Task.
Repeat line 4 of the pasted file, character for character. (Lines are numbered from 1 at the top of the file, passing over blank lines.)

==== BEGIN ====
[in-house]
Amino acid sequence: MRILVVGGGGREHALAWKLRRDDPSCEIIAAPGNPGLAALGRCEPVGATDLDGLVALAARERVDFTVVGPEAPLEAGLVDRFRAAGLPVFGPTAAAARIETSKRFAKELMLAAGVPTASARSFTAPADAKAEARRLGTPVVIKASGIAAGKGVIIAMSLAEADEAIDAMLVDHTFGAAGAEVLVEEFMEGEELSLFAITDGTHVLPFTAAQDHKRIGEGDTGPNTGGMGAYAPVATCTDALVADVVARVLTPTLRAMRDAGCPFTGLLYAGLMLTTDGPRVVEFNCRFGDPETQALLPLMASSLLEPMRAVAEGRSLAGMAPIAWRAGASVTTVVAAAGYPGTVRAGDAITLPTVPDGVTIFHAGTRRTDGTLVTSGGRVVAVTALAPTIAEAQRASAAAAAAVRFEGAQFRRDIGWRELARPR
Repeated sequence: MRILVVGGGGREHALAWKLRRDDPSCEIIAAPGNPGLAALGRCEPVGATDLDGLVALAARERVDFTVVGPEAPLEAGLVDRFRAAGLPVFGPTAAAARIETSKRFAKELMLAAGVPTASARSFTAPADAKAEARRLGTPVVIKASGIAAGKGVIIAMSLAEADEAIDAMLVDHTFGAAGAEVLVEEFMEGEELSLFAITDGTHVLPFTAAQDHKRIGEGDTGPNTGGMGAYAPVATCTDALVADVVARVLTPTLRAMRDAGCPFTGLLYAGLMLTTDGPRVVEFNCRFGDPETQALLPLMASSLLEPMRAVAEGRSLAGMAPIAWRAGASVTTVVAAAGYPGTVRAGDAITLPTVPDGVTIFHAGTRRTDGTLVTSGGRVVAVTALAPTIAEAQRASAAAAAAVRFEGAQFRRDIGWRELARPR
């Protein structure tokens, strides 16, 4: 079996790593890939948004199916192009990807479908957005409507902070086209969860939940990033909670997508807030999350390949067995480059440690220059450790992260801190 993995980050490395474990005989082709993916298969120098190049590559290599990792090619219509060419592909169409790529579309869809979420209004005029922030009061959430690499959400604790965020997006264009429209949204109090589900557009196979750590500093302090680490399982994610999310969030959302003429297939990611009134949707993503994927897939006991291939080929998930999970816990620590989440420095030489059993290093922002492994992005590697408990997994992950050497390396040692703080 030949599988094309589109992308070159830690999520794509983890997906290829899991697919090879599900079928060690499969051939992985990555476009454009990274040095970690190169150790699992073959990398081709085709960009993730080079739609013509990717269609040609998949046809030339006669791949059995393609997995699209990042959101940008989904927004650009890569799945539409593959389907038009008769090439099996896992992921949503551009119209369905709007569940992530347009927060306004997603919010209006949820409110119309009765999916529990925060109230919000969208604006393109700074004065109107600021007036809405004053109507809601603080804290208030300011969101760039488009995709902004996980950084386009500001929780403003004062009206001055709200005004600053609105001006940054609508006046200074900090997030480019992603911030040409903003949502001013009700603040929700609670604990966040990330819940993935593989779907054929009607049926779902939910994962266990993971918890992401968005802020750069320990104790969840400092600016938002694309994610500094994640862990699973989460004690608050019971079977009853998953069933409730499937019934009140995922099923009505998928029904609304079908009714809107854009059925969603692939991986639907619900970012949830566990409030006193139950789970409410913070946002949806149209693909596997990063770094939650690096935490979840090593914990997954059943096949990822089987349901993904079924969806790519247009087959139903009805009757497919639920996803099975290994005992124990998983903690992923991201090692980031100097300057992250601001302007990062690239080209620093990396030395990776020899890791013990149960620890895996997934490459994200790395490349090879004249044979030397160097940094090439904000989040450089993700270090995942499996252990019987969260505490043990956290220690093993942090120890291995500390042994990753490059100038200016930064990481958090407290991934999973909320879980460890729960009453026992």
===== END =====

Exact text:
């Protein structure tokens, strides 16, 4: 079996790593890939948004199916192009990807479908957005409507902070086209969860939940990033909670997508807030999350390949067995480059440690220059450790992260801190 993995980050490395474990005989082709993916298969120098190049590559290599990792090619219509060419592909169409790529579309869809979420209004005029922030009061959430690499959400604790965020997006264009429209949204109090589900557009196979750590500093302090680490399982994610999310969030959302003429297939990611009134949707993503994927897939006991291939080929998930999970816990620590989440420095030489059993290093922002492994992005590697408990997994992950050497390396040692703080 030949599988094309589109992308070159830690999520794509983890997906290829899991697919090879599900079928060690499969051939992985990555476009454009990274040095970690190169150790699992073959990398081709085709960009993730080079739609013509990717269609040609998949046809030339006669791949059995393609997995699209990042959101940008989904927004650009890569799945539409593959389907038009008769090439099996896992992921949503551009119209369905709007569940992530347009927060306004997603919010209006949820409110119309009765999916529990925060109230919000969208604006393109700074004065109107600021007036809405004053109507809601603080804290208030300011969101760039488009995709902004996980950084386009500001929780403003004062009206001055709200005004600053609105001006940054609508006046200074900090997030480019992603911030040409903003949502001013009700603040929700609670604990966040990330819940993935593989779907054929009607049926779902939910994962266990993971918890992401968005802020750069320990104790969840400092600016938002694309994610500094994640862990699973989460004690608050019971079977009853998953069933409730499937019934009140995922099923009505998928029904609304079908009714809107854009059925969603692939991986639907619900970012949830566990409030006193139950789970409410913070946002949806149209693909596997990063770094939650690096935490979840090593914990997954059943096949990822089987349901993904079924969806790519247009087959139903009805009757497919639920996803099975290994005992124990998983903690992923991201090692980031100097300057992250601001302007990062690239080209620093990396030395990776020899890791013990149960620890895996997934490459994200790395490349090879004249044979030397160097940094090439904000989040450089993700270090995942499996252990019987969260505490043990956290220690093993942090120890291995500390042994990753490059100038200016930064990481958090407290991934999973909320879980460890729960009453026992």